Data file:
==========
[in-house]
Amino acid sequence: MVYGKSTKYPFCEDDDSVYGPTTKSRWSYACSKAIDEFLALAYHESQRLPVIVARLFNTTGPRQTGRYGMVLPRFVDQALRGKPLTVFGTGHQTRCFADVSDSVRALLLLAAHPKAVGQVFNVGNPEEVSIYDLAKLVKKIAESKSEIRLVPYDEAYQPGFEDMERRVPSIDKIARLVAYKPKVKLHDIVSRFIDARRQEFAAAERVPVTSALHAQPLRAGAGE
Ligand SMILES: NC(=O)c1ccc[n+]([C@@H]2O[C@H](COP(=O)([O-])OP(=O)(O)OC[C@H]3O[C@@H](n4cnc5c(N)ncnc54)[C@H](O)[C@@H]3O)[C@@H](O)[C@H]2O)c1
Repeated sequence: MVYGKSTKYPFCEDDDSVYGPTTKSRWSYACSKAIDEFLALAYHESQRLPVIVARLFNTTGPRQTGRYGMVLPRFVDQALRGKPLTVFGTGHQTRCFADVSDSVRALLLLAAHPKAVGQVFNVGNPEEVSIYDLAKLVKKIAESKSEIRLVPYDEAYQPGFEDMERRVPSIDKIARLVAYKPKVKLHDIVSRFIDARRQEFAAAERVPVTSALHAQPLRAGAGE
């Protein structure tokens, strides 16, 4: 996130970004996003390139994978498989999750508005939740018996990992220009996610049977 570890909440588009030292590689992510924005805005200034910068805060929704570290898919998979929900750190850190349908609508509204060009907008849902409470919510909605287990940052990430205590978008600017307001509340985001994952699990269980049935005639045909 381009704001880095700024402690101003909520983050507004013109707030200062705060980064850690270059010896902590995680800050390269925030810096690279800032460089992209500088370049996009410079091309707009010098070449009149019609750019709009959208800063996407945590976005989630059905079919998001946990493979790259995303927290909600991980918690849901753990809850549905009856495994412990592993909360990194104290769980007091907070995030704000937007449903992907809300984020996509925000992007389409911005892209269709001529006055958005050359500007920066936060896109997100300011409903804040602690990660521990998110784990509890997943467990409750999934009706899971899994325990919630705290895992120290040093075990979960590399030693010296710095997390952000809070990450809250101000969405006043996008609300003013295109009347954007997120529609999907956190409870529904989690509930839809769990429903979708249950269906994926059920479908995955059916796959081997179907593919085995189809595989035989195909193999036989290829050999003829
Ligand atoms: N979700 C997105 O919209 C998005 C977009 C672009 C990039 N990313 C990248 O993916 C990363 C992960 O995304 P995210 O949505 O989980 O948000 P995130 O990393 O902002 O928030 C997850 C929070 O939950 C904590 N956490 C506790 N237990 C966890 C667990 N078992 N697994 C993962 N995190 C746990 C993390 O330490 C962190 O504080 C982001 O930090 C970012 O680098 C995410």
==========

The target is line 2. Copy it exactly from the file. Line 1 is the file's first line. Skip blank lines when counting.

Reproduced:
Amino acid sequence: MVYGKSTKYPFCEDDDSVYGPTTKSRWSYACSKAIDEFLALAYHESQRLPVIVARLFNTTGPRQTGRYGMVLPRFVDQALRGKPLTVFGTGHQTRCFADVSDSVRALLLLAAHPKAVGQVFNVGNPEEVSIYDLAKLVKKIAESKSEIRLVPYDEAYQPGFEDMERRVPSIDKIARLVAYKPKVKLHDIVSRFIDARRQEFAAAERVPVTSALHAQPLRAGAGE